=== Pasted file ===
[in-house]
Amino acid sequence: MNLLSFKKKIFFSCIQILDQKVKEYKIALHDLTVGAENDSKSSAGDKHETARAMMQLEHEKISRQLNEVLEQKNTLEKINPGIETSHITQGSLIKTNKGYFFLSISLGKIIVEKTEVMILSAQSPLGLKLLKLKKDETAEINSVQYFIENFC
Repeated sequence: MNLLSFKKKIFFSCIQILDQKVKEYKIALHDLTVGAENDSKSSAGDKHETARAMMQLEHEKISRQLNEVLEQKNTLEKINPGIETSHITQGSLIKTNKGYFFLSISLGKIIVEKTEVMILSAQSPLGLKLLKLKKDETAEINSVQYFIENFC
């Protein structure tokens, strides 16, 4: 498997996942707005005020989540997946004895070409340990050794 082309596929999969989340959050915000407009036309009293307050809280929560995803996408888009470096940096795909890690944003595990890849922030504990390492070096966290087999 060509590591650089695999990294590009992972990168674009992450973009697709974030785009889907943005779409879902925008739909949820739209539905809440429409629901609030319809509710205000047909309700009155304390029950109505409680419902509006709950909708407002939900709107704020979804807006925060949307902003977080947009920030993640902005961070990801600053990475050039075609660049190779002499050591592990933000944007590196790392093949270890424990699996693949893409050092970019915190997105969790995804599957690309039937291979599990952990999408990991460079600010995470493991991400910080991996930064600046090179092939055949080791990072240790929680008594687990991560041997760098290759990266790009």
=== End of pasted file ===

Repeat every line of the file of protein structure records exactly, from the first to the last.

[in-house]
Amino acid sequence: MNLLSFKKKIFFSCIQILDQKVKEYKIALHDLTVGAENDSKSSAGDKHETARAMMQLEHEKISRQLNEVLEQKNTLEKINPGIETSHITQGSLIKTNKGYFFLSISLGKIIVEKTEVMILSAQSPLGLKLLKLKKDETAEINSVQYFIENFC
Repeated sequence: MNLLSFKKKIFFSCIQILDQKVKEYKIALHDLTVGAENDSKSSAGDKHETARAMMQLEHEKISRQLNEVLEQKNTLEKINPGIETSHITQGSLIKTNKGYFFLSISLGKIIVEKTEVMILSAQSPLGLKLLKLKKDETAEINSVQYFIENFC
């Protein structure tokens, strides 16, 4: 498997996942707005005020989540997946004895070409340990050794 082309596929999969989340959050915000407009036309009293307050809280929560995803996408888009470096940096795909890690944003595990890849922030504990390492070096966290087999 060509590591650089695999990294590009992972990168674009992450973009697709974030785009889907943005779409879902925008739909949820739209539905809440429409629901609030319809509710205000047909309700009155304390029950109505409680419902509006709950909708407002939900709107704020979804807006925060949307902003977080947009920030993640902005961070990801600053990475050039075609660049190779002499050591592990933000944007590196790392093949270890424990699996693949893409050092970019915190997105969790995804599957690309039937291979599990952990999408990991460079600010995470493991991400910080991996930064600046090179092939055949080791990072240790929680008594687990991560041997760098290759990266790009």